Sea star wasting disease (SSWD) is a condition that has affected asteroids for over 120 years, yet mechanistic understanding of this wasting etiology remains elusive. We investigated temporal virome variation in two Pisaster ochraceus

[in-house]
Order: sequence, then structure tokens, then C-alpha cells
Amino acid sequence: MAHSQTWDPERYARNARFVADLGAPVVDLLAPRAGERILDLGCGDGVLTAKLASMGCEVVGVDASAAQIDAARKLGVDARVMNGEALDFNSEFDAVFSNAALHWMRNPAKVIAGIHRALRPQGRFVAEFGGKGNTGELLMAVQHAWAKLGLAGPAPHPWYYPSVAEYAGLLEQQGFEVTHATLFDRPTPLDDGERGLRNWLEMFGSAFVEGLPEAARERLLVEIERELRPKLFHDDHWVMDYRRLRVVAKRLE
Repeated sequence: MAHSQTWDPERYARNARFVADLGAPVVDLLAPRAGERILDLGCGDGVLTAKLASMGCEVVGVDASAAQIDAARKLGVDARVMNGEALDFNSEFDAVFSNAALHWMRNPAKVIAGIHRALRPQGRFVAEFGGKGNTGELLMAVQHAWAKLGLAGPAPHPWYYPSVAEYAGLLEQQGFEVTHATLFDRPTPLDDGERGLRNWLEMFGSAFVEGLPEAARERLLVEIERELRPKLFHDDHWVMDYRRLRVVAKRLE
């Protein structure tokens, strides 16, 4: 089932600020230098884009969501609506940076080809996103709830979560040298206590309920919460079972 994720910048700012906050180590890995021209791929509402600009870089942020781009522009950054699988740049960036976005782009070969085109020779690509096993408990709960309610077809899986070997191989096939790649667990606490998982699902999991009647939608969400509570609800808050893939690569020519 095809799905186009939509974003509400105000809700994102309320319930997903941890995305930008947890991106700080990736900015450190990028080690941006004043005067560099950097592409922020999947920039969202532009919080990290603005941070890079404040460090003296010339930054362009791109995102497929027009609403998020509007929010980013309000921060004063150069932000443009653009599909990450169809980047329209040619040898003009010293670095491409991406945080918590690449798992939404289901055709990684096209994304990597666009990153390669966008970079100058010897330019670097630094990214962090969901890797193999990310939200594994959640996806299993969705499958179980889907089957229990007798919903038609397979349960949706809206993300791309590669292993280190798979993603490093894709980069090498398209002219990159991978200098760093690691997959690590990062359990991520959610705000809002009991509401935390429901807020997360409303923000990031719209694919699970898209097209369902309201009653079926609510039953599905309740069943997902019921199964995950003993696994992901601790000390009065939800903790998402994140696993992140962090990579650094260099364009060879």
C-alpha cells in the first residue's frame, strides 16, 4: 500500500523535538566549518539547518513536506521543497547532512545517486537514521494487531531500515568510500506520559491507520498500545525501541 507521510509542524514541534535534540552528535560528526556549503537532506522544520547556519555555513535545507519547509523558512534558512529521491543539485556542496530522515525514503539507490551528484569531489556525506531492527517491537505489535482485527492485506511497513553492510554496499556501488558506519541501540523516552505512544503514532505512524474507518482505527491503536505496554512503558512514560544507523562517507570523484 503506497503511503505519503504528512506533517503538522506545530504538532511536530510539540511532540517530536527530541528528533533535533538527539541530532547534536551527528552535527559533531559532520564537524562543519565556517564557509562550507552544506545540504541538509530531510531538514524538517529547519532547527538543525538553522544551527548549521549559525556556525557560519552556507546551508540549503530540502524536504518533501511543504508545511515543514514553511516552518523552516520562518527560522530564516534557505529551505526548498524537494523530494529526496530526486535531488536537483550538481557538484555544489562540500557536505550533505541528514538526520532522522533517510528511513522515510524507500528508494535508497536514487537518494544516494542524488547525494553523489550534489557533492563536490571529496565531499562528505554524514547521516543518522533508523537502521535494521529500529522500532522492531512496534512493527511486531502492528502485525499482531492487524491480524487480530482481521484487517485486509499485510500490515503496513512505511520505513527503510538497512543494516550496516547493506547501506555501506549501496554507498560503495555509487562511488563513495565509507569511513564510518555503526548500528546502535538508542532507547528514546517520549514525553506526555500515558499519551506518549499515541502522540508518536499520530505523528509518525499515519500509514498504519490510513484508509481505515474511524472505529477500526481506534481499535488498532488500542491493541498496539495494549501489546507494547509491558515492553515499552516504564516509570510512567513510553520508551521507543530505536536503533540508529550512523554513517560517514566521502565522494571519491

specimens that wasted in the absence of external stimuli and two specimens that did not experience SSWD for the duration of our study, and compared viromes of wasting lesion margin tissues to both artificial scar margins and grossly normal tissues over time. Global assembly of all SSWD-affected tissue libraries resulted in 24 viral genome fragments represented in >1 library. Genome fragments mostly matched densoviruses and picornaviruses with fewer matching nodaviruses, and a sobemovirus. Picornavirus-like and densovirus-like genome fragments were most similar to viral genomes recovered in metagenomic study of other marine invertebrates. Read recruitment revealed only two picornavirus-like genome fragments that recruited from only SSWD-affected specimens, but neither was unique to wasting lesions. Wasting lesion margin reads recruited to a greater number of viral genotypes (i.e., richness) than did either scar tissue and grossly normal tissue reads. Taken together, these data suggest that no single viral genome fragment was associated with SSWD. Rather, wasting lesion margins may generally support viral proliferation.
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